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    Follow the Stories | Los Angeles, CA (2013)

    The Real Maker's Mark


    Posted: 6.24.2013

    Image of real mark courtesy of Wayne & Phyllis Hilt,

    The real Frederick Bassett marks, top, are more detailed with uneven wear. The fake, bottom, is blocky and flat, showing signs of artificial wear.
    (Image of real mark courtesy of Wayne & Phyllis Hilt,

    mage of real mark courtesy of Wayne & Phyllis Hilt,

    The fake eagle mark, top, is not typically associated with Frederick Bassett, but most closely resembles the real mark, bottom, of Thomas D. Boardman.
    (Image of real mark courtesy of Wayne & Phyllis Hilt,

    "I won't drag this out," Leigh Keno said during his appraisal of a Frederick Bassett pewter inkwell at ANTIQUES ROADSHOW's 1998 appraisal event in Los Angeles, "but one of the things that's good on the show is to learn what a fake is, and this is a fake." No less intrigued by his object, Richard, the owner of a pewter inkwell, was eager to learn more about his piece. He'd brought in a catalogue that included other Frederick Bassett pewter items, conjecturing that his piece fit in stylistically. The mark on his piece displayed "F. Bassett" with a fan design, which meant that it could be associated with highly regarded 18th-century New York pewter maker Frederick Bassett (1740-1800.) It also showed a simple eagle mark, which displayed signs of wear. In order to illustrate Keno's explanation of the difference between the real and fake marks, ANTIQUES ROADSHOW researched examples of these particular designs and has shared them in this feature for consideration.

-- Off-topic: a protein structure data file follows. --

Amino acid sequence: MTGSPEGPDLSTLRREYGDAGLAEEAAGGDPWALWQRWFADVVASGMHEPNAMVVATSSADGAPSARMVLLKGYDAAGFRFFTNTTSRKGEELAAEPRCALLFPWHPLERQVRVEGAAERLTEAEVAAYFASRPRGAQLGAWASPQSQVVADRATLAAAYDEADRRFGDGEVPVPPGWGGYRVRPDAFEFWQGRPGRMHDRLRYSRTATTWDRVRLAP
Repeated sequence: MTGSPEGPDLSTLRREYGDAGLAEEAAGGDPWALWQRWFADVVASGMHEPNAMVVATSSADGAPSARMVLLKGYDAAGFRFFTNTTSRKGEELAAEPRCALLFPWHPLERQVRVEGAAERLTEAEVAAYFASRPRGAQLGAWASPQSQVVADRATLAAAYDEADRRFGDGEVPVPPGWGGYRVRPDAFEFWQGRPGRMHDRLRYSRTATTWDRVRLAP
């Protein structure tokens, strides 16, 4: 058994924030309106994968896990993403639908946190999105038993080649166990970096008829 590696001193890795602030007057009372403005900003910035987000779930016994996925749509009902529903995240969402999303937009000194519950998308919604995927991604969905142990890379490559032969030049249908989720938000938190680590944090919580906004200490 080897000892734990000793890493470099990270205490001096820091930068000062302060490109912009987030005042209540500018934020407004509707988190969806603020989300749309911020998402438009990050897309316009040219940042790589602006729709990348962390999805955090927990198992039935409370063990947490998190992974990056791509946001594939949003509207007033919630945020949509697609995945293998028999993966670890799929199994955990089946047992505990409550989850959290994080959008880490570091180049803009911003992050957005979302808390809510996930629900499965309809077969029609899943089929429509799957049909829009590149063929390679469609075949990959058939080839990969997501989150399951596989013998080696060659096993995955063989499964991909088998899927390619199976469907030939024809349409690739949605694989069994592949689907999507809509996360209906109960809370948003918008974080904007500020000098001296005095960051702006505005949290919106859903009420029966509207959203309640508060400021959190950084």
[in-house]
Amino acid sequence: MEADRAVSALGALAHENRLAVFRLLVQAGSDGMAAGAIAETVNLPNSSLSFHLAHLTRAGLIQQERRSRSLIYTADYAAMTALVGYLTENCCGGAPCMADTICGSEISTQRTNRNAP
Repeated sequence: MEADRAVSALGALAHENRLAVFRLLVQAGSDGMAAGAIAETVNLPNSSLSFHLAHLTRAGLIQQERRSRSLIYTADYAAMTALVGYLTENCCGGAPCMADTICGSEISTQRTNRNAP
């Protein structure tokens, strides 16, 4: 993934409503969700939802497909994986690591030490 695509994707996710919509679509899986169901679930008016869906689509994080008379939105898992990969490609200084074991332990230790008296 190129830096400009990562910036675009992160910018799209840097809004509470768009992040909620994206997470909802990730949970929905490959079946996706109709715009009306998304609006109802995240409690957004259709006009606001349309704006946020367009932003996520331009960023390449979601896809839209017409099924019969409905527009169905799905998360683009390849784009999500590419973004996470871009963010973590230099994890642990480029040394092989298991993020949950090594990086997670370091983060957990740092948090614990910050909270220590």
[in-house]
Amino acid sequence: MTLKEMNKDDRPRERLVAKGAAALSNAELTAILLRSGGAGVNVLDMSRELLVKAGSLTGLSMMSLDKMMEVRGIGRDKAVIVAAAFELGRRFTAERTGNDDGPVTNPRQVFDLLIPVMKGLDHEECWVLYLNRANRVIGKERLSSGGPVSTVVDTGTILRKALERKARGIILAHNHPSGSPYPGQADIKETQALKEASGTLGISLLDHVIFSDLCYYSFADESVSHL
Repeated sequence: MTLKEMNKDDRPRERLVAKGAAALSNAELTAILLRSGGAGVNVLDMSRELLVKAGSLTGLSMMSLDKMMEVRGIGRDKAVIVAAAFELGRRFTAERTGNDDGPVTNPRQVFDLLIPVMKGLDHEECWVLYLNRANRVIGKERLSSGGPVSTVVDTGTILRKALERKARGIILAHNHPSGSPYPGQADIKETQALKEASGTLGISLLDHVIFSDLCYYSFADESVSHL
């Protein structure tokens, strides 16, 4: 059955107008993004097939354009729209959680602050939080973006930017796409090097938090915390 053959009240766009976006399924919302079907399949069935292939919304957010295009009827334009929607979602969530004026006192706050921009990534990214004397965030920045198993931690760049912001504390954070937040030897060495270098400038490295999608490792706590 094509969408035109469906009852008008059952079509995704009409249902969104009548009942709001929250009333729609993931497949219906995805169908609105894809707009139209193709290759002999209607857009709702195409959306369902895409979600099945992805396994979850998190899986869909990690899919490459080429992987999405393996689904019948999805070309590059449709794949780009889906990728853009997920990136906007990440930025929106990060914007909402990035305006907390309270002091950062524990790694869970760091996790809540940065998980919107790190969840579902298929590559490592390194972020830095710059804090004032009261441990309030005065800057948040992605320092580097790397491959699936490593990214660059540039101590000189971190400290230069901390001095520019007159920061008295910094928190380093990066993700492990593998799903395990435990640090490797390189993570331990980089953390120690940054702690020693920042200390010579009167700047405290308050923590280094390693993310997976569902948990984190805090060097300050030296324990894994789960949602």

Keno pointed out several "red flags" associated with this piece. As he showed, seeing and feeling the object helped determine whether or not it was real. While maker's marks were created to help identify different craftsmen and to ensure a piece's authenticity, the designs have been copied to augment value on cheap imitations.

    In this case, the Frederick Bassett mark is incorrect for a number of reasons. Keno observes that the fake mark uses a stiff, blocky and flat font, unlike the real version. In researching real versions of these marks to associate with Keno's appraisal, it seems as though the eagle most resembles those featured on the pewter pieces of American maker Thomas D. Boardman (Hartford, CT, 1805 -1870), not one of Frederick Bassett's marks. "It almost looks like a decal," Keno said, "a very commercial-looking mark."

    Both marks on the inkwell show signs of artificial wear, Keno describes. Consistent rubbing dulled part of the imprint, giving it too streamlined an effect in contrast to natural wear, which would be more uneven and haphazard. "It looks like somebody sat there and scrubbed it," Keno said, "and somebody did that to wear away part of that mark."

    By looking at the shape of it, Keno said that the inkwell was probably made from the dome of another piece from the early 19th century, to which somebody added the fake marks. Had the piece been real, "it probably would have been worth upwards of $15,000 as a rare Frederick Bassett inkwell because inkwells from early makers like this from the 1770s don't turn up," Keno said. Keno appraised the piece for $250 to $300, a value that has stayed the same 15 years later.

    See the Vintage Los Angeles page for a list of all appraisals from this city.

    Dylan Leavitt is Digital Production Coordinator for ANTIQUES ROADSHOW

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